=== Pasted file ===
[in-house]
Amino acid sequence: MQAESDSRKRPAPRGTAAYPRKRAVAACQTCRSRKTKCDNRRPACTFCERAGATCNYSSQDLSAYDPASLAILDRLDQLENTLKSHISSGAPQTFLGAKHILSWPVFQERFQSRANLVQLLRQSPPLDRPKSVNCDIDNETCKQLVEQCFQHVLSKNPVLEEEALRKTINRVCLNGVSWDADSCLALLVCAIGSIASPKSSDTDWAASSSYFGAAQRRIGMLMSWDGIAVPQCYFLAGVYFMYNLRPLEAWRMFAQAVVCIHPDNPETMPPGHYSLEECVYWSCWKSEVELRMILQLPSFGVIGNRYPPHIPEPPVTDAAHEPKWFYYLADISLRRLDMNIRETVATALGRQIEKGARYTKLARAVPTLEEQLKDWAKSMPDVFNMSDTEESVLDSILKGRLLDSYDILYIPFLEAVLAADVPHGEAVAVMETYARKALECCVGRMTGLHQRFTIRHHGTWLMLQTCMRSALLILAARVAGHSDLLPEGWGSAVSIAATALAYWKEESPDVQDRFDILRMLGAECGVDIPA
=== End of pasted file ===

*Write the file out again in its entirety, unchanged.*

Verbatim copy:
[in-house]
Amino acid sequence: MQAESDSRKRPAPRGTAAYPRKRAVAACQTCRSRKTKCDNRRPACTFCERAGATCNYSSQDLSAYDPASLAILDRLDQLENTLKSHISSGAPQTFLGAKHILSWPVFQERFQSRANLVQLLRQSPPLDRPKSVNCDIDNETCKQLVEQCFQHVLSKNPVLEEEALRKTINRVCLNGVSWDADSCLALLVCAIGSIASPKSSDTDWAASSSYFGAAQRRIGMLMSWDGIAVPQCYFLAGVYFMYNLRPLEAWRMFAQAVVCIHPDNPETMPPGHYSLEECVYWSCWKSEVELRMILQLPSFGVIGNRYPPHIPEPPVTDAAHEPKWFYYLADISLRRLDMNIRETVATALGRQIEKGARYTKLARAVPTLEEQLKDWAKSMPDVFNMSDTEESVLDSILKGRLLDSYDILYIPFLEAVLAADVPHGEAVAVMETYARKALECCVGRMTGLHQRFTIRHHGTWLMLQTCMRSALLILAARVAGHSDLLPEGWGSAVSIAATALAYWKEESPDVQDRFDILRMLGAECGVDIPA